he may.

when in his state of humiliation.

only as a great pattern, but as a perfect rule. And the example of no of Christ. man is set forth, as our rule, but the example which God himself set us, or the acts of the divine nature. We are commanded to follow the examples Ephesians v. 1. "Be ye therefore followers of God, as dear children." And Matthew v. 48. "Be ye therefore perfect, even as your Father, which is in heaven is perfect." But the example of Christ Jesus, when on earth, is more especially our pattern. For, though the acts of the divine nature have the highest possible perfection, and though his inimitable perfection is our best example, yet God is so much above us, his nature so infinitely different from ours, that it is not possible that his acts should be so accommodated to our nature and circumstances, as to be an example of so great and general use, as the perfect example in our nature which Christ has set us. a divine person, was man, as we are men; and not only so, but he was, in many respects, a partaker of our circumstances. He dwelt among men. He depended on food and raiment, and such outward supports of life, as we do. He was subject to the changes of time, and the afflictions and calamities of this evil Christ, though world, and to abuse from men's corruptions, and to temptations from Satan, as we are; was subject to the same law and rule that we are, used the same ordinances, and had many of our trials, and greater trials than we. the example, that is chiefly offered in scripture for our imitation. we are, may in some respects be more accommodated to our But yet the example of some that are fallen creatures, as So that Christ's example is circumstances, and more fitted for our instructions, than the ex ample of Jesus Christ. For though he became man as and was like us, and was in our circumstances in so many rẻ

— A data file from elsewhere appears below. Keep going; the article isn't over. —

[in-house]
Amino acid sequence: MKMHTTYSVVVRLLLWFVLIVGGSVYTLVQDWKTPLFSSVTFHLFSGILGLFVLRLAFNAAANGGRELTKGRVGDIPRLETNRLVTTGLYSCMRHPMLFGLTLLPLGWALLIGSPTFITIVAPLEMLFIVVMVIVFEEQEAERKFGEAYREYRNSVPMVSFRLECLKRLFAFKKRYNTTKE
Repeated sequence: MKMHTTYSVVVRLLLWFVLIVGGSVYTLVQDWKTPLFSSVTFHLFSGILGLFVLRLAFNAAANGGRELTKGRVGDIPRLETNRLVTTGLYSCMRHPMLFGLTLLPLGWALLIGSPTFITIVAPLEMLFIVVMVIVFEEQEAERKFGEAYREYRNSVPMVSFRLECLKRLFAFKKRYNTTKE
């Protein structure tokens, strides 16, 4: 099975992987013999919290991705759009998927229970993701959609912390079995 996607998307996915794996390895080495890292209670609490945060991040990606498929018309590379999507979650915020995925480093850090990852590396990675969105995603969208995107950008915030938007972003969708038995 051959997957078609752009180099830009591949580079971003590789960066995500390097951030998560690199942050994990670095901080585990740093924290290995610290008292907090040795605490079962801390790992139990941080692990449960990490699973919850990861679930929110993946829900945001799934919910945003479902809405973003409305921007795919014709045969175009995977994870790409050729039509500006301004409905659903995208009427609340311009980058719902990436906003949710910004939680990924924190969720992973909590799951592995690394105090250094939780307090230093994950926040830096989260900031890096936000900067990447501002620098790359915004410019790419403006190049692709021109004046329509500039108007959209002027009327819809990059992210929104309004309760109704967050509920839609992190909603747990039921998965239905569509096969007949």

e are,